On Fifa 17 EA experimented and tested this new feature with 'the Journey', having in mind to improve and (probably) enlarge the advantage achieved from any competitors (Konami with PES), with the full length story of a fictional football player named Alex Hunter (coming back in the 2018's update).

Equally, with Madden's 'Longshot' EA has invested even harder and not just fictional actor, but real actor Mahershala Ali who has already won the Academy award with 'Moonlight' last year. But the real deal is what is going to happen when these two and a half hours of interactive 'experience' will be substituted by popular demand with material from big names such as Scorsese or Oliver stone and actors like Al Pacino. Imagine an interactive version of Any Given Sunday.

And this is not just a shift for the sport genre, think about Marlon Brando's Colonel Kurtz as an enemy or commander in the next Call of Duty:

No, like it or not, that's what really awaits us from what we are witnessing today here at E3 2017. As we predicted in April that cloud gaming, little by little, will substitute our consoles, and then Microsoft confirmed Xbox Game Pass just one month later, you will now remember that you read this new shift in the industry first here.

Penultimately, we now reach probably the hottest topic of E3 2107: cross-platform gaming (i.e. the possibility to play one game with a friend from a different system, console, PC or tablet/smartphone), which right now is the real Achilles' heel of Sony. Yesterday Jim Ryan, Sony's PlayStation global sales and marketing head, said that: "it's a commercial discussion between ourselves and other stakeholders."

Now this clearly shows that Sony is currently not on board this train, and probably for one single reason: they will lose users. Now, from its point of view, this must not happen otherwise the stock market will punish them just as happened to Capcom in January.  Exclusives are no more a strong link for Sony and at its press convention it did not announce really any new AAA titles, so the situation is not going to be easy for them for the year to come. As such, retaining gamers is crucial.

Right now Sony's position is likely sustainable in the short term, however, as more and more of its competitors start to go cross platform, casual gamers will begin to abandon the PS4, so this limitation will become a decisive factor and Sony will need to address it sooner or later. If Sony doesn't embrace this cross platform feature very soon it may put itself in a very dangerous position, from which it will be pretty difficult to survive.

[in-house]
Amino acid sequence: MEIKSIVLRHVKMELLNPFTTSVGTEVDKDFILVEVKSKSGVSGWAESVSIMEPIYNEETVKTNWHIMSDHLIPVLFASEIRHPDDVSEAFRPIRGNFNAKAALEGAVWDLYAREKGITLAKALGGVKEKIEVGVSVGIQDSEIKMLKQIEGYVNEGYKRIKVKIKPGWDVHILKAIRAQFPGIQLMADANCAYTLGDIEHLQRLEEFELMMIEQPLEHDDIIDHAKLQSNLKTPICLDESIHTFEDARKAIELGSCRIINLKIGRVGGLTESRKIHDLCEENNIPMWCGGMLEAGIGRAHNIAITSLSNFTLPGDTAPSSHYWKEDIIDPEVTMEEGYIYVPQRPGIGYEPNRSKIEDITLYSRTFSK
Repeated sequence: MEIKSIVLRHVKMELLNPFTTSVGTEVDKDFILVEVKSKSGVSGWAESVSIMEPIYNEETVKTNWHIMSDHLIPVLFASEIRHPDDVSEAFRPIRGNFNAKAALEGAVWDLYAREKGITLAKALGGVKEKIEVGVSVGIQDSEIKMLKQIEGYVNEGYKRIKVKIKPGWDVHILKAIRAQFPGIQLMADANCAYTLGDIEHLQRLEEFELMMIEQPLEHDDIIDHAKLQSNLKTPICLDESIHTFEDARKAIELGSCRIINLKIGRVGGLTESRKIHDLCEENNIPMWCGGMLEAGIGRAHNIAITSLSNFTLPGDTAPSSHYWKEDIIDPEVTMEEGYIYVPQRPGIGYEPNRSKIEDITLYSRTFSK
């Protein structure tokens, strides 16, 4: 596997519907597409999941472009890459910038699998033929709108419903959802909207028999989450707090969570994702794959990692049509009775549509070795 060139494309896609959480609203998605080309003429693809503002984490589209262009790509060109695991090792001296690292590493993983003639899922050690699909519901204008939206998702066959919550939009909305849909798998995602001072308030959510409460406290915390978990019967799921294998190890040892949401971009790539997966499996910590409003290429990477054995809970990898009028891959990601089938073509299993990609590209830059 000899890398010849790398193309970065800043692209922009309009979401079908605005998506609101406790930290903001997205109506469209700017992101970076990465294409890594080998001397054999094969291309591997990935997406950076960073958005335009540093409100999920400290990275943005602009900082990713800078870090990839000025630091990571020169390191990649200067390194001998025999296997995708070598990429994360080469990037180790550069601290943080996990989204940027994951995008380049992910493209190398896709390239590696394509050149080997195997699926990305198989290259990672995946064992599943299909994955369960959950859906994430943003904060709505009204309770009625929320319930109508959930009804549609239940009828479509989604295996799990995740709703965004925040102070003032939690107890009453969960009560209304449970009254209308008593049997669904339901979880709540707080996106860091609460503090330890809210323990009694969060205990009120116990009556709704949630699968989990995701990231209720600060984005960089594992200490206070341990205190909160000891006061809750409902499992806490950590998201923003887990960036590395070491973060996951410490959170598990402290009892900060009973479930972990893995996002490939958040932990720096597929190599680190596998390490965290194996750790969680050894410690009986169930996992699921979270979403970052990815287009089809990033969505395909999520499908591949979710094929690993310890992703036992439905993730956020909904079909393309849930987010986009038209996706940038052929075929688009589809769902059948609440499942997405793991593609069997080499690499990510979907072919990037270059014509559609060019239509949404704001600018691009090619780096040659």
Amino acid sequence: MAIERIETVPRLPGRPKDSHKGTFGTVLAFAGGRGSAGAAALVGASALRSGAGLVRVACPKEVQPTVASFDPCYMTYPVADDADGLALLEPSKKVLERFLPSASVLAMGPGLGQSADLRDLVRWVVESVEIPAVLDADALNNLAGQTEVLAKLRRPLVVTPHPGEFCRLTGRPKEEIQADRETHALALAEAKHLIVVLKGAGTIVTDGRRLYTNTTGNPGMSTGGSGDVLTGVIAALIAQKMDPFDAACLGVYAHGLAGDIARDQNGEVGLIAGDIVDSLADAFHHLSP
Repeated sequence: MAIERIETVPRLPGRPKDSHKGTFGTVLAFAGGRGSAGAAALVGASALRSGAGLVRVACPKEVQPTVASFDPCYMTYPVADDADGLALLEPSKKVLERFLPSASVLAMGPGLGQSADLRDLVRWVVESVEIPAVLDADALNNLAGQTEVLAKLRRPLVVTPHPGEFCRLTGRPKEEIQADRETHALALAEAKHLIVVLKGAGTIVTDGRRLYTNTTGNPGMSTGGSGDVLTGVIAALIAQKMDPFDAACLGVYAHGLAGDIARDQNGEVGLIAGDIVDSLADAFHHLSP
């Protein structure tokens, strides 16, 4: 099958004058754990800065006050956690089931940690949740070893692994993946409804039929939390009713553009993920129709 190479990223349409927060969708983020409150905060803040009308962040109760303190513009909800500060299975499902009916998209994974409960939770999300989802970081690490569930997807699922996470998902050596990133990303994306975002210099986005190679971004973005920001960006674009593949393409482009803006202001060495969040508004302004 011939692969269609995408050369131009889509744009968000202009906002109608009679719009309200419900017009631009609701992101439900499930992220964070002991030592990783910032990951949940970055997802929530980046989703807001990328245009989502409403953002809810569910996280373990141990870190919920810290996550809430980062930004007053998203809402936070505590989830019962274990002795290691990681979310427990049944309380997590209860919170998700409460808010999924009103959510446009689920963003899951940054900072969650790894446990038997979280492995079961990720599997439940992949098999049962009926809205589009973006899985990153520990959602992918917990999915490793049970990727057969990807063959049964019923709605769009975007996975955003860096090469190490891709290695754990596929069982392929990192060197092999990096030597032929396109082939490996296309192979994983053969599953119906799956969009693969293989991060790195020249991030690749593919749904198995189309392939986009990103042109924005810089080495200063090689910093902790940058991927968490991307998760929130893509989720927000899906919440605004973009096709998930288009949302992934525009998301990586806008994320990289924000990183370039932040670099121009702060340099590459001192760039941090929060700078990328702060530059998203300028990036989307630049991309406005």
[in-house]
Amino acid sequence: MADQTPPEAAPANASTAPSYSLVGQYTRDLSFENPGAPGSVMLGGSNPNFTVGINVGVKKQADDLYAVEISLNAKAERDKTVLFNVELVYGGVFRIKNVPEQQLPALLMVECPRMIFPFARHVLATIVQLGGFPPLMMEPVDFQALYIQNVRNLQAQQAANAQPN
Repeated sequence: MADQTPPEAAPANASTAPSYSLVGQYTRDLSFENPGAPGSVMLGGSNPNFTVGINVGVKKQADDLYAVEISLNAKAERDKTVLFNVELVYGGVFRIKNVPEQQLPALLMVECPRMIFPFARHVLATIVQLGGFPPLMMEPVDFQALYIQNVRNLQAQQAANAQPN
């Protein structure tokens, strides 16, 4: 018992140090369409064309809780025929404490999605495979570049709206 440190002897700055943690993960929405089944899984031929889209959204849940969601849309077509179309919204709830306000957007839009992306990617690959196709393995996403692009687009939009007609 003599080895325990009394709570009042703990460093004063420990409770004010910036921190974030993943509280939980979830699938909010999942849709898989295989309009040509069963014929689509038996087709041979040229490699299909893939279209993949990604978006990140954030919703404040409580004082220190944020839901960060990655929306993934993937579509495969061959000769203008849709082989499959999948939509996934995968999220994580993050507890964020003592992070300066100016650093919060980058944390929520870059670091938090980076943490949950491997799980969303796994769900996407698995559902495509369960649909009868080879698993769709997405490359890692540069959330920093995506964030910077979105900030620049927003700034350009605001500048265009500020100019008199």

Last month Tekken's game designer Katsuhiro Harada requested that Sony alter its current cross platform stance (since Microsoft's will is pretty clear about this point), but clearly the interests on the table for Kazuo Hirai are evidently too big and important to let them go. This is the big unknown of this E3, whether or not Sony can ignore the cross gaming shift or if it will be forced to surrender to it and lose the advantage it has achieved in the market over the last three years with the PS4? 

We're quite confident this will end with Sony backing down and going cross platform, as publishers (99% of them) in the short and middle term to gain more and more money will invest more on those consoles who will guarantee this feature (they double or triple their potential market). There is only so long Sony can block cross platform play such as witnessed in Rocket League in our opinion.

Last but not least is an observation on the changing power of certain IPs. A clear example of what I am going to talk about can be seen with Star Wars: Battlefront 2. Even if we knew that nobody really cared or payed credit to the prequel Star Wars films, like it or not, a whole generation (the so called millennials) born and grew up with them and relate massively to its characters and story.

But StarWars: Battlefront 2 is not the only example, with Crash Bandicoot pulling in huge numbers as well on the show floor.

So it may sound incredible but the bigger queues this year at E3 are for this game, especially because for the first time the ESA (i.e. E3's organiser) decided to open the show to the public, so there are lot of young people here.

For the generations that grew up with the mighty Mario, Pac-Man and Space Invaders, they will be genuinely surprised that while today Mario is definitely still a draw, he has been eclipsed by these new IPs to a degree. I know it may sound absurd, especially for gamers of my age, but that's the way it is. 

So in conclusion on Day 2 of E3 2017, Sony, EA and the other publishers are going focus their attention of this new generation, and more than probably will progressively abandon in the years ahead the old generation to focus on them to maximise sales. 

For today that's all. Be sure to check in tomorrow to read about the games that have stolen the show here at E3 2017.